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Nichols v. Corcoran

United States District Court, D. Maryland

March 30, 2016

ANTHONY NICHOLS Plaintiff,
v.
DAYENA CORCORAN Defendant.

MEMORANDUM

William M. Nickerson Senior United States District Judge

I. Background

Plaintiff Anthony Nichols ("Nichols",, a former prisoner at the Maryland Correctional Institution in Jessup ("MCIJ"), filed a self-represented 42 U.S.C. S 1983 civil rights Complaint for "monetary, compensatory, punitive, and nominal damages against Defendan,, the former Warden at MCU and current Assistant Commissioner for the Maryland Department of Public Safety and Correctional Services ("DPSCS".. Nichols, using a kitchen sink approach in raising his claims, alleges that: his right to be free from sexual assault and battery was violated on May 29, 203,, by "shakedown specialists;" he has been subject to deliberate indifference to his serious medical needs, as the recommendation to see a specialist for his lower spinal injury was not followed;[1] he has been exposed to unsafe living conditions; he was not provided a remedy; he has been subject to mail theft; he is being confined to his cell for twenty-three hours a day, where there is no ventilation system, causing him breathing complication;; and when he complained about his breathing difficulties, unspecified parties "became resistant about treatment." ECF No.1.

Defendant filed a Motion to Dismiss, or in the Alternative, Motion for Summary Judgment, which Nichols has opposed. ECF Nos. 21 & 23. Defendant's Motion, construed as a motion for summary judgment, shall be granted without oral hearing. See Local Rule 105.6 (D. Md. 2014).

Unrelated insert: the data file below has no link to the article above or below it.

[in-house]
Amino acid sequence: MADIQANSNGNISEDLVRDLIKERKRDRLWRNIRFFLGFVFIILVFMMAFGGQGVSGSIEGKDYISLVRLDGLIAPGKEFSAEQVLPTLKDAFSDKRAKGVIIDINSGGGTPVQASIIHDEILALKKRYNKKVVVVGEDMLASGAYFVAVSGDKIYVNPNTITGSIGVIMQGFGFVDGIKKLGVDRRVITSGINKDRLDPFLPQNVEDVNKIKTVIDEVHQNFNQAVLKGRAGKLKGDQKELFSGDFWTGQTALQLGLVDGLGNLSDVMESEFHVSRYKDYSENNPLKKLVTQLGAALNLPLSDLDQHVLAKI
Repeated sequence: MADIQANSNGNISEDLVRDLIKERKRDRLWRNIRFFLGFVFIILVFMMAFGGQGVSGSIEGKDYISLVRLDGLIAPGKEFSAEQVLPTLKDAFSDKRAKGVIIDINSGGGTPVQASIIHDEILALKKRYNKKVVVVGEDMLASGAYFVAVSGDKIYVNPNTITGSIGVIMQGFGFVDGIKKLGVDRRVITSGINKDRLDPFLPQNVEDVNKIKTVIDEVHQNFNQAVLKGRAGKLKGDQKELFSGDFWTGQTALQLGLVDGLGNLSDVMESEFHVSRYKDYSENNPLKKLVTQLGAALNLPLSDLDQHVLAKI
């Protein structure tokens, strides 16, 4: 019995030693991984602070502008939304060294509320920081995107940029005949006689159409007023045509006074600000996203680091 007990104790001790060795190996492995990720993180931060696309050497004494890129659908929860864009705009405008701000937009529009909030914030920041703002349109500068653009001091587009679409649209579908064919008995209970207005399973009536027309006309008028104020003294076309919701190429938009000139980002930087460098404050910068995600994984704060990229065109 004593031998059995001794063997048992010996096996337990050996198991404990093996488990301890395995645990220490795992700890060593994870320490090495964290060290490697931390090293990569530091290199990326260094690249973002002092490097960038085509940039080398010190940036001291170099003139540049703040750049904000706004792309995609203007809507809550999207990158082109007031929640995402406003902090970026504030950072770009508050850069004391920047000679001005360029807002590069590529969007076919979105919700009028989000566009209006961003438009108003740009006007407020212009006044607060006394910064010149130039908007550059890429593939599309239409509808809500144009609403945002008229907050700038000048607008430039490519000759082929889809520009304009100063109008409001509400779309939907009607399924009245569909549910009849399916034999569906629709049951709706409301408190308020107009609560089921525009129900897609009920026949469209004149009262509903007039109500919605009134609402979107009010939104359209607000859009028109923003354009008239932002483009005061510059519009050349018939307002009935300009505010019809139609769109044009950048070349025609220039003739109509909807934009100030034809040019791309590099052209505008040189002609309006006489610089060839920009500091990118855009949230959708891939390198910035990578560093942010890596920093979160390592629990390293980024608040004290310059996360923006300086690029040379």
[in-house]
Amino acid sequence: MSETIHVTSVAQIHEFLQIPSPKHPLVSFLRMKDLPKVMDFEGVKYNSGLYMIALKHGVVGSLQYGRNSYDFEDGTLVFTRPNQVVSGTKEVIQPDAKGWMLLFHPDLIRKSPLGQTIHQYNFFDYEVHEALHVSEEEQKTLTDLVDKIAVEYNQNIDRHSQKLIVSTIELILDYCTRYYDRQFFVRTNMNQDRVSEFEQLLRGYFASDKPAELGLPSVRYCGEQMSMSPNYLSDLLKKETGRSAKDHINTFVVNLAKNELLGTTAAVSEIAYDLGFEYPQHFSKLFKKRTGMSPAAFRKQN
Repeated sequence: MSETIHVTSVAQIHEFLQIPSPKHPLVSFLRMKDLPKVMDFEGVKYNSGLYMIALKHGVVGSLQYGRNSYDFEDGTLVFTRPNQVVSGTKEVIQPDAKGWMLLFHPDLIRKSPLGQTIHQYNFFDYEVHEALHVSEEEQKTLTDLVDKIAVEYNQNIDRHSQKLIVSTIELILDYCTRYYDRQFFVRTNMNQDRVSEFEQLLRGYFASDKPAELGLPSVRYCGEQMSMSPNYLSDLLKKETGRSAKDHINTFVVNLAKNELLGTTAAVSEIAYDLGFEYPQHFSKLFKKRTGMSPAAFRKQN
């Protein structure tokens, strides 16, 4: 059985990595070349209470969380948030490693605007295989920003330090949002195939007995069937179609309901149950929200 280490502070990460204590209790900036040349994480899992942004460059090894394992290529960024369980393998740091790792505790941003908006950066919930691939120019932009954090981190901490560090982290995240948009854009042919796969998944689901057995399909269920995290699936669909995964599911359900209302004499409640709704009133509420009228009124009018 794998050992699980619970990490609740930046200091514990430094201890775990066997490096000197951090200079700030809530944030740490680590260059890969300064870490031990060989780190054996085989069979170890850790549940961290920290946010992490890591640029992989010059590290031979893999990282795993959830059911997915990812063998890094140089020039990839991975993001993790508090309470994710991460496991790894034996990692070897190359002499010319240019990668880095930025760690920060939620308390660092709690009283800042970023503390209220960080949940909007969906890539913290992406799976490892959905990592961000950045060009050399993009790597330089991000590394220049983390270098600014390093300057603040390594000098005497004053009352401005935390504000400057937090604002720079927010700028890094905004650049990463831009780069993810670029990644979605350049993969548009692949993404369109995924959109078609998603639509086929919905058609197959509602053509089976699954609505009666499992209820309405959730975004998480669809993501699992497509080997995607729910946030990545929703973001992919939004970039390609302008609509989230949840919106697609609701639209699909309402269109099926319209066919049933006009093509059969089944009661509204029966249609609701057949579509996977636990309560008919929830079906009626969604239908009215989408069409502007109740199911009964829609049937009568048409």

II. Standard of Review

Defendant's Motion is styled as a Motion to Dismiss under Fed.R.Civ.P. 12(b)(6) or, in the Alternative, for Summary Judgment under Fed.R.Civ.P. 56. A motion styled in this manner implicates the Court's discretion under Rule 12(d) of the Federal Rules of Civil Procedure. See Kensington Vol. Fire Dept, Inc. v. Montgomery County, 788 F.Supp.2d431, 436-37 (D. Md. 2011). Ordinarily, a court "is not to consider matters outside the pleadings or resolve factual disputes when ruling on a motion to dismiss." Bosiger v. U.S Airways, 510 F.3d 442, 450 (4th Cir. 2007). However, under Rule 12(b)(6), a court, in its discretion, may consider matters outside of the pleadings, pursuant to Rule 12(d). If the court does so, "the motion must be treated as one for summary judgment under Rule 56, " and "[a]ll parties must be given a reasonable opportunity to present all the material that is pertinent to the motion." Fed.R.Civ.P. 12(d).

When the movant expressly captions its motion "in the alternative" as one for summary judgment, and submits matters outside the pleadings for the court's consideration, the parties are deemed to be on notice that conversion under Rule 12(d) may occur; the court "does not have an obligation to notify parties of the obvious." Laughlin v. Metro. Wash. Airports Auth., 149 F.3d 253, 261 (4th Cir. 1998).

A district judge has "complete discretion to determine whether or not to accept the submission of any material beyond the pleadings that is offered in conjunction with a Rule 12(b)(6) motion and rely on it, thereby converting the motion, or to reject it or simply not consider it." 5 C WRIGHT & MILLER, FEDERAL PRACTICE & PROCEDURE § 1366, at 159 (3d ed. 2004, 2011 Supp.). This discretion "should be exercised with great caution and attention to the parties' procedural rights." Id. at 149. In general, courts are guided by whether consideration of extraneous material "is likely to facilitate the disposition of the action, " and "whether discovery prior to the utilization of the summary judgment procedure" is necessary. Id. at 165, 167. The Court is more than satisfied that given the volume of exhibits presented here, it has ample information with which to address the motions as filed for summary judgment.